Every TV newscaster in America had to do his or her job Wednesday, but it wasn’t easy. Most of us didn’t know Alison Parker or Adam Ward. But we all know someone like them.
The young, energetic morning reporter, with one of the toughest jobs in local TV. You have little or no time for a personal life. You’re in bed at 8 p.m., up at 3 a.m., and you’re asked to line up interviews and stories that are often cancelled when breaking news occurs. If there’s a fire, or an act of violence, you pack up and head to the scene. If the story is still going on at 3 p.m., you’re supposed to stay on it. Sometimes, you’re all alone. If you’re lucky, you have a photographer at your side. Somebody like Adam Ward.
Alison and Adam are like so many I’ve known. Every day is different in the news business. Some days your assignment is a true joy. You get to snuggle up to exotic animals in the local zoo, or greet the governor when he brings in new jobs. But other days, you’re sent to the most dangerous part of town, just moments after violence shattered a neighborhood.
You’re often on your own, with a bright light shining in your face, to better illuminate you for the camera. You’re the center of attention. People wave, hoping to get on camera. Most of the time, they’re nice. Some even compliment your work. But you never know, do you? Alison and Adam were focused on their jobs Wednesday morning. The reporter was giving her full attention to her interviewee, while the photographer made sure his subjects were well lit, perfectly framed, and in focus. What we all fear, became tragic reality. Within seconds, we lost Alison and Adam.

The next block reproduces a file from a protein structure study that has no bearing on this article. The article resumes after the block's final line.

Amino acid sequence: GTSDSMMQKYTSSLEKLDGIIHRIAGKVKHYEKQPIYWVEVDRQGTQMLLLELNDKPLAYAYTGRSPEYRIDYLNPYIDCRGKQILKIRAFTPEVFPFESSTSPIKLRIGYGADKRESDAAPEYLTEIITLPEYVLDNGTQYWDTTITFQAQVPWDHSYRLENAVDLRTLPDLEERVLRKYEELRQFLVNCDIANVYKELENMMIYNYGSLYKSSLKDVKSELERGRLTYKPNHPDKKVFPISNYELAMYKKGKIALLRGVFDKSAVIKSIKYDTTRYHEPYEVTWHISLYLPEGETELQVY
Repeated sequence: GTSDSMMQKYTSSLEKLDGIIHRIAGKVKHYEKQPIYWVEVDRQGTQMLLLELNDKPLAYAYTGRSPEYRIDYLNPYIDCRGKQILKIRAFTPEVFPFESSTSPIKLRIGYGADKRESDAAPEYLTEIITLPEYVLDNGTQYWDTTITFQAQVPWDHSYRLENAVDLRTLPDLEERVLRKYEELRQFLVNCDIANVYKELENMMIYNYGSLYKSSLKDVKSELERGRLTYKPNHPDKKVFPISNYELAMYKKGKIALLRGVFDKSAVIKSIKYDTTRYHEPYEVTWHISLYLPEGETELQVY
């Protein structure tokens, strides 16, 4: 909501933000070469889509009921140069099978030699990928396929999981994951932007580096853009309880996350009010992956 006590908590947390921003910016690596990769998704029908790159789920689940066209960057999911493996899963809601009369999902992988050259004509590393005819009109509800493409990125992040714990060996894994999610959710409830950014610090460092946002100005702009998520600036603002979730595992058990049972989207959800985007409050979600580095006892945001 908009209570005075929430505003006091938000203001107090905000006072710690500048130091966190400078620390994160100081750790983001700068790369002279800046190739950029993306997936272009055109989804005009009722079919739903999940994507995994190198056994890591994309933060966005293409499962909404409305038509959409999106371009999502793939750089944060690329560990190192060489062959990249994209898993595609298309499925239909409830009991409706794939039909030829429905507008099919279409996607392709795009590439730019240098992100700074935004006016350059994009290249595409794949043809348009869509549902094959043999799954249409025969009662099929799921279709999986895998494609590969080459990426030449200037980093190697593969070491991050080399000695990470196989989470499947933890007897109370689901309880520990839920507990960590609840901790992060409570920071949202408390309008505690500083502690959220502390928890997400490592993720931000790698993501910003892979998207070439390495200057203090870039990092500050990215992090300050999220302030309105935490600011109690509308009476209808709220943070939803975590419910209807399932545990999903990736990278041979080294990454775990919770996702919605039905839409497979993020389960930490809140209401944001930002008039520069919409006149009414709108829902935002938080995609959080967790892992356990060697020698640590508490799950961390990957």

As viewers, we have no idea about the personal lives of the faces we see on TV.
We don’t know that she and a co-worker had fallen deeply in love, or that the unseen photographer is engaged to be married.
We don’t know that they may be planning new careers, that would enable them to work normal hours, and lead less hectic lives. We don’t know if they’re from our hometown, or moved here from far away. We see them on the local news, and too often, about the time we learn their names, they’ve moved on.
We now miss Alison and Adam, whether we knew them or not. All over America, we see other Alisons and Adams, working odd hours: early today, late tomorrow. When there’s a major story, they may work nonstop for days. If there’s a tornado, or a snowstorm, they often volunteer to come in on their “weekend,” whatever days of the week those may be.
Now that these young journalists have been taken from us in this most violent, horrible way, we know more about their lives. I didn’t know Alison and Adam, but I know so many like them. We must never take them for granted. They bring the world into your homes, often going to places you don’t want to go. Sadly, it can be at great personal risk.
All of us in TV news feel the pain. We know it could happen anywhere, for any number of reasons. We hold on to each other a little tighter now, we say “thank you” a little more often. Even our local competitors are part of the family. We share the same joys, the same frustrations, the same dangers. None of us ever wants to hear a grieving father say what was said about Alison Parker: “We talked to her every single day. Not hearing her voice again crushes my soul.”
WDBJ Channel 7 in Roanoke, Virginia did the news on Wednesday night, just hours after their world was shattered. Every other station did too, just as we do every night. It just wasn’t the same. It hurts when you lose family.
One final note: at WRCB, we have a fine man named John Creel, who does freelance work for us behind the scenes, and does it expertly. He knew we could use a boost on this sad day, so this is what he did.
He set up the grill, bought food out of his own pocket, and served up hot dogs to our entire crew. We were feeling down, so John provided some smiles. Yes, there is much negativity in this world, and we see it all too often on the news. But there are some shining lights too, and John’s heart for service inspires us all. (From David Carroll's ChattanoogaRadioTV.com)